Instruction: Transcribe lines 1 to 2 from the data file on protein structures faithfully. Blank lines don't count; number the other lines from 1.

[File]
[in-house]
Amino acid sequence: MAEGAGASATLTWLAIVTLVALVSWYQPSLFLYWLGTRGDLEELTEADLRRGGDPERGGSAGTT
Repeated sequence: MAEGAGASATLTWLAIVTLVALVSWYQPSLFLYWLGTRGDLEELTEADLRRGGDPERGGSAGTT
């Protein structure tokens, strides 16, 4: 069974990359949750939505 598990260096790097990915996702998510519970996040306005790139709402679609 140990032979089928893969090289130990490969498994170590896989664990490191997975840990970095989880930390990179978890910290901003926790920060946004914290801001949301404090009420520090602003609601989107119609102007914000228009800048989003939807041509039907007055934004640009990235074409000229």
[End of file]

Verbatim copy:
[in-house]
Amino acid sequence: MAEGAGASATLTWLAIVTLVALVSWYQPSLFLYWLGTRGDLEELTEADLRRGGDPERGGSAGTT